The Nationâ’s Lifeline
Recognize the Constitution as our common â‘religionâ’
This is Constitution Week, so proclaimed by both city and county mayors in Knoxville and observed around the United States as a time to contemplate and celebrate the U.S. Constitution. Itâ’s the worldâ’s longest surviving national constitution at 220 years old, and it may be appreciated elsewhere more than it is in this country.
The official national Constitution Day was Monday. It wasnâ’t a holiday, because schools are instructed to teach the Constitution on that day under the congressional act that created it in 2004.
It was a noble gesture by Congress, recognizing that the teaching of civics has been de-emphasized in recent decades and that studentsâ’ understanding of government and the Constitutionâ’s precepts and protections has suffered in the process. But one dayâ’s constitutional civics lesson is hardly an education on the several meanings of the enduring document and their importance to American society.
The contention that the civil rights of Americans are threatened by the current national administrationâ’s actions in the name of security may be valid, but such arguments are lost on those who donâ’t understand the Constitutionâ’s provisions and who are unclear on the separation of powers as it disburses them among the Executive, Legislative, and Judicial Branches.
The judiciary takes the heat for its interpretations of the Constitutionâ’s provisions, but that is what the judiciaryâ"up to and including the Supreme Courtâ"is there to do.
Our Constitution is continually under assault by those who wish it interpreted in ways that support their views. Knowing what it says may not make those interpretations any more valuable to the citizen-interpreter, but it is essential to those charged with its enforcement. To decry the rulings of the Supreme Court as the work of â“activist judgesâ” is disingenuous. Everyone wants activist judges to be active in ways that suit them.
The single most misunderstood wording in the Constitution, the passage that kicks up the most furor, is the 1st Amendmentâ’s section on religion. It looks pretty simple. â“Congress shall make no law respecting an establishment of religion or prohibiting the free exercise thereof.â” The establishment clause prohibits the government from religious practices and the free-exercise clause allows citizens to believe as they choose.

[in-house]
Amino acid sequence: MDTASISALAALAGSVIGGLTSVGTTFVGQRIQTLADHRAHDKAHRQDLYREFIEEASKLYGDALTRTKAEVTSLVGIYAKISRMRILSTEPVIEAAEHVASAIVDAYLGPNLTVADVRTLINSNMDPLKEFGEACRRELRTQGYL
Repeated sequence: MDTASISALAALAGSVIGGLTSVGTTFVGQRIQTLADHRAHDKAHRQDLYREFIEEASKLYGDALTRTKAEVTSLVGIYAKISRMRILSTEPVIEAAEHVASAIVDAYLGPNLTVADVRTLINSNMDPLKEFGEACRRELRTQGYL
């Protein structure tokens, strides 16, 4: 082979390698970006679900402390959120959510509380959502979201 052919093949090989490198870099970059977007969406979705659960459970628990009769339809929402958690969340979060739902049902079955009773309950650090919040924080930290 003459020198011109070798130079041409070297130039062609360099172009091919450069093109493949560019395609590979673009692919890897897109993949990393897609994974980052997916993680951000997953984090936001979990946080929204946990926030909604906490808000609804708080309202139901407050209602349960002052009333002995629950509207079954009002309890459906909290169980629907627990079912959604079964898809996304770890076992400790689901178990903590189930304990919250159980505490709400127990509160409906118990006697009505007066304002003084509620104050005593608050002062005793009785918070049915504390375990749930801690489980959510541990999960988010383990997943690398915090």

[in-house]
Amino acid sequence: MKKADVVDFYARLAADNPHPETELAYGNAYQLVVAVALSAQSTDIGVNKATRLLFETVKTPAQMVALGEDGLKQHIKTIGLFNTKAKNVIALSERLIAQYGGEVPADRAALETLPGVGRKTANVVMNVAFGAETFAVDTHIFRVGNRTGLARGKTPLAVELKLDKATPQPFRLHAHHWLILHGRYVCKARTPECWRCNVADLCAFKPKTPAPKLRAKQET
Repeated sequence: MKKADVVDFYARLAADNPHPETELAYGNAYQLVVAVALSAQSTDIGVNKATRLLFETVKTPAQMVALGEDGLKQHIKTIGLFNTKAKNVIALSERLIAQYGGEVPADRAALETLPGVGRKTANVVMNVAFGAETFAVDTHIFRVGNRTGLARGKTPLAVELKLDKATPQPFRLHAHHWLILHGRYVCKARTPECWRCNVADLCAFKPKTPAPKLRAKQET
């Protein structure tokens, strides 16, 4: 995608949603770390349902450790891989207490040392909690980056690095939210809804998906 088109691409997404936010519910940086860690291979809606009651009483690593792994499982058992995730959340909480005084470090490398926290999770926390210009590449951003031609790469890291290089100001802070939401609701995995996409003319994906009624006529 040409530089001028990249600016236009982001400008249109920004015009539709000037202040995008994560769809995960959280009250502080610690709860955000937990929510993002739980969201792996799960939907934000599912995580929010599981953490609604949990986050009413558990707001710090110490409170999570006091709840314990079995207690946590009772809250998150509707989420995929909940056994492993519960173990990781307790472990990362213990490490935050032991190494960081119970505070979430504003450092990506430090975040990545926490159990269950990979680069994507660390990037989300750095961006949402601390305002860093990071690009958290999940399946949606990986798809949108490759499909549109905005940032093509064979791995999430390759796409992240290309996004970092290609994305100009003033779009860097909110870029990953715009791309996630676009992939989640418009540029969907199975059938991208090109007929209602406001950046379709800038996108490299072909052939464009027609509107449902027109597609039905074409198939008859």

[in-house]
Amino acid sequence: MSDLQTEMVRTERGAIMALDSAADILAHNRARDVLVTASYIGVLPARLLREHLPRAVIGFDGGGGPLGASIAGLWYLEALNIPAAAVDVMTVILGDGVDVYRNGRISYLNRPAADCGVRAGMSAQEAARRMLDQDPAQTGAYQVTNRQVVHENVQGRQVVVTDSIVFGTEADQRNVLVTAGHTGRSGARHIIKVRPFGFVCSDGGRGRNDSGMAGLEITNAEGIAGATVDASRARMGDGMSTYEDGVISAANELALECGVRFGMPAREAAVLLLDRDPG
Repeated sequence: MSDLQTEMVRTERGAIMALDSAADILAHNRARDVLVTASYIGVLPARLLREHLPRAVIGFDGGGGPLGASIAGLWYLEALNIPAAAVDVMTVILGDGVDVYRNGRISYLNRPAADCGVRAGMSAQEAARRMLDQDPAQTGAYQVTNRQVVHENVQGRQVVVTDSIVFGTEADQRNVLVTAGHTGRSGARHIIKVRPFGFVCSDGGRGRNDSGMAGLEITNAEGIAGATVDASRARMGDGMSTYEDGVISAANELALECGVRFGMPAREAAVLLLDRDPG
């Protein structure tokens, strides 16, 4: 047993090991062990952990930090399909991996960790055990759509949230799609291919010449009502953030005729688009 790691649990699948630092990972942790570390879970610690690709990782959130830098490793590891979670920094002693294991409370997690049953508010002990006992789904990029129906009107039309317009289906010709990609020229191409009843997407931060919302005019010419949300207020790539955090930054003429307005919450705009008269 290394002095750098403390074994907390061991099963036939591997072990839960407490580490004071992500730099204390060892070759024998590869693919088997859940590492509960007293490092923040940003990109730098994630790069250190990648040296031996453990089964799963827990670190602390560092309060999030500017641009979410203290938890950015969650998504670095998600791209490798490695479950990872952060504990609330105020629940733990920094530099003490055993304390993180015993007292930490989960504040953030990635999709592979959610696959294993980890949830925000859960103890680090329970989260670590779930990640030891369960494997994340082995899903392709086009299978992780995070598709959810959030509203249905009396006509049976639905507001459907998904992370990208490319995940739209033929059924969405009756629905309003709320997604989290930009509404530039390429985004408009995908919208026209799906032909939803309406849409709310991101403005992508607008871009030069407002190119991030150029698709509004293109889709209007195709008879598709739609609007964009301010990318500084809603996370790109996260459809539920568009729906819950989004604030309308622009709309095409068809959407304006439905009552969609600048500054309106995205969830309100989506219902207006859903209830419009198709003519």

But there has always been a clamor to allow more religious expression on the part of government institutions, and there has always been a bias against non-believers either serving in government or being allowed to challenge any governmental institutionâ’s adoption of religious expression.
Religion and religious fervor are troubling in the government realm, as evidenced by current world problems with Islamic fundamentalists in states governed by Islamic law. But the question of religion in government is a question that was basic to the founding of the United States and the thinking of its founders.
Freedom of religion is the most important of all personal freedoms, as it underlies the freedoms of speech, press and assembly that are included with it in the 1st Amendment. If one is not free to believe as one wishes, what good are the other freedoms delineated there?
The framers of the Constitution recognized that freedom-of-belief pre-eminence. Even before they got around to amending the document with the Bill of Rights, they concluded in Article 6 of the original document:
â“...no religious test shall ever be required as a qualification to any office or public trust under the United States.â”
Itâ’s pretty clear that the Founding Fathers wanted to separate religion from government because they understood that individual religious beliefs, or non-beliefs, were not compatible with a government established of, by and for all of its people.
This is the week to think about such things. Their study in school can only help develop a clear-thinking, open-minded, liberty-loving and freedom-respecting electorate in this nationâ’s future. Lord knows, we need that.
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